MRSA and Other Hospital Infections
Although people go to hospitals seeking treatment for their illnesses and other medical conditions, hospitals can pose serious health risks to patients. While special measures are taken to ensure the environment is sterile and clean for patients, the large number of ill patients present in hospitals can cause infections like MRSA to spread quickly via weakened immune systems.
What Is MRSA?
Methicillin-resistant Staphylococcus aureus (MRSA) is a bacterium that’s resistant to many antibiotics used to treat ordinary staph infections. Staphylococcus (Staph) is a type of bacteria most commonly found on the skin or in the nose that can cause extreme skin irritations that, if not properly treated, could enter the bloodstream causing more devastating symptoms like vomiting, joint pain, and fevers.
The Center For Disease Control And Prevention (CDC) considers it a “superbug,” due to the difficulty in treating the bacteria. MRSA has become resistant to many types of antibiotics because the bacteria can evolve at an expedited rate. Since the 1940s when antibiotics were first used to treat bacteria, MRSA has quickly evolved to be resistant.
One of the contributing factors to its evolution of resistance is the misuse and overuse of antibiotics. Because no antibiotic is completely successful at destroying bacteria cells, small amounts of MRSA remain having survived after antibiotics, helping the evolution process.
How Do Infections Happen?
It is estimated that 2 in every 100 individuals carry MRSA. While this might seem like a small number, hospitals are filled with hundreds of patients with weakened immune systems who are highly susceptible to contracting the condition.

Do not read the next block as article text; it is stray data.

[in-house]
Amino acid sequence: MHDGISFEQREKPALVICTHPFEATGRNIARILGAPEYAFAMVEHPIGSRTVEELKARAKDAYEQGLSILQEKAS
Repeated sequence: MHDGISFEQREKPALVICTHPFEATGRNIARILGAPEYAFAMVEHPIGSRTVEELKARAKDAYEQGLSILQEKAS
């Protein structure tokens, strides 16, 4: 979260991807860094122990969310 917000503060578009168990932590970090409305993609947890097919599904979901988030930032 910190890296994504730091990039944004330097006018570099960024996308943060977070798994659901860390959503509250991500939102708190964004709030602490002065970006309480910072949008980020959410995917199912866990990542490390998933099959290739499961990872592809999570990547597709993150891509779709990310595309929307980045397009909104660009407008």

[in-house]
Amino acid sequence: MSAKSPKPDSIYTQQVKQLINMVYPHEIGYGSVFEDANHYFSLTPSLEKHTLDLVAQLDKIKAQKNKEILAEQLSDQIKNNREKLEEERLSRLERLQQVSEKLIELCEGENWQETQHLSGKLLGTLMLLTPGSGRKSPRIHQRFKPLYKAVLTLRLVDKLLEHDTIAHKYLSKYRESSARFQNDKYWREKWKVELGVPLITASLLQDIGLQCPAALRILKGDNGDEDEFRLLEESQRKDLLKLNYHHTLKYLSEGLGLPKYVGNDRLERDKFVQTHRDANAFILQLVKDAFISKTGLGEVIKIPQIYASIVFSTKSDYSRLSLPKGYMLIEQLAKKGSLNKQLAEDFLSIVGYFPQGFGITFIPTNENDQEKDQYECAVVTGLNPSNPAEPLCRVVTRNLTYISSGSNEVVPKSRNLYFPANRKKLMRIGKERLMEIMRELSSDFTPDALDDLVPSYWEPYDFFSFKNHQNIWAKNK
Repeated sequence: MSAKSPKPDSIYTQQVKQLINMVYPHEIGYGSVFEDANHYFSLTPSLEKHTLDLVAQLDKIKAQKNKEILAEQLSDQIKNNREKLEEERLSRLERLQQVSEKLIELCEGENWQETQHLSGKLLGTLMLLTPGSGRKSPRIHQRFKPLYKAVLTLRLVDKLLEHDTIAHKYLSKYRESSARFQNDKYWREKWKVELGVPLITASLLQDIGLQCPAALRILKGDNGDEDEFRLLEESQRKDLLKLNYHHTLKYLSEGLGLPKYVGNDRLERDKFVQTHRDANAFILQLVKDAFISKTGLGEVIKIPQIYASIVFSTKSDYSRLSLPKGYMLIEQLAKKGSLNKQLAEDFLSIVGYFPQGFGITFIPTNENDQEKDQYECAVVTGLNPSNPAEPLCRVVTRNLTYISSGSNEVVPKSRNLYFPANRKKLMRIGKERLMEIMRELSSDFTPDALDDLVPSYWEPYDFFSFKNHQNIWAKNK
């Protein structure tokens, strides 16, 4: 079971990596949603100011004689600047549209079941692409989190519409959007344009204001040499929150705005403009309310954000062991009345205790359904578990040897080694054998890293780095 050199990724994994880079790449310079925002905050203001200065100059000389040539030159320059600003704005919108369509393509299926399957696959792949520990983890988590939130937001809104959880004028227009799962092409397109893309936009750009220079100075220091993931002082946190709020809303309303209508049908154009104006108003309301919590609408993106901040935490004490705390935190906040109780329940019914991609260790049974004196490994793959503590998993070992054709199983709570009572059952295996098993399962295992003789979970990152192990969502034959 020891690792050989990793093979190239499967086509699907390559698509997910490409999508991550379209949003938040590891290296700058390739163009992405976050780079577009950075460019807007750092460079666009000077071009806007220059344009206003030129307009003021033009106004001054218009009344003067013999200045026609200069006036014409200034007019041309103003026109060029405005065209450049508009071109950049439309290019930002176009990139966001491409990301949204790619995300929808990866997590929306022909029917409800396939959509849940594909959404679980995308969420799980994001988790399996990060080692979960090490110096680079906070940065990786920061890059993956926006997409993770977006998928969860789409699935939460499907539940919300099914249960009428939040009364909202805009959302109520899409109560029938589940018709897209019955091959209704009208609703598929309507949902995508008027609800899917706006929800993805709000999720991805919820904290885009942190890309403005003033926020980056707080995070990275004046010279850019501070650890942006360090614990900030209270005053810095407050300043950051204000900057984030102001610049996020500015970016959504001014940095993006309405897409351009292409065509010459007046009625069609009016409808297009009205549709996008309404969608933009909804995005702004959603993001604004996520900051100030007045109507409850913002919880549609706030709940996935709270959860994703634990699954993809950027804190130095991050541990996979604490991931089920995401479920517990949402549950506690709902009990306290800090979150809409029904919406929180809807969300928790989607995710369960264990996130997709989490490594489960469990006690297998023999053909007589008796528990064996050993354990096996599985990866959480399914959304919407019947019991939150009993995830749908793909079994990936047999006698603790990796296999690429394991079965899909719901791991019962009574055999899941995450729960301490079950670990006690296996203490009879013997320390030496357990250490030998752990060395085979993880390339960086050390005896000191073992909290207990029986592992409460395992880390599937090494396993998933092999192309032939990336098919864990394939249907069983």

Once MRSA is present in a hospital, it can be spread in a number of ways. MRSA and other hospital infections are most commonly spread through direct contact with an open wound, but can also be spread indirectly by sharing items used by the infected patient. If a health care provider fails to wash his or her hands between handling patients, they can unknowingly spread the bacteria from their hands from patient to patient. Additionally, if operating rooms and intensive care units are not properly sterilized, patients can easily come in contact with hospital infections both directly and indirectly. While patients with compromised immune systems are highly susceptible to contracting an infection, any patient can become infected, particularly those who are using invasive medical devices like medical tubing, intravenous lines, or urinary catheters.
Infections like MRSA are also common in long-term care facilities like nursing homes, where most of the residents have weakened immune systems. MRSA is particularly dangerous in these settings because the people are capable of spreading the disease without experiencing any symptoms themselves.
Philadelphia Hospital Infection Lawyers
Hospitals have a duty to provide patients with a safe environment in which to heal, and if they fail to do so, they can be held responsible. If you or someone you know was infected with MRSA during your hospital stay, call the experienced Philadelphia hospital negligence attorneys at Lopez McHugh LLP today for a free consultation.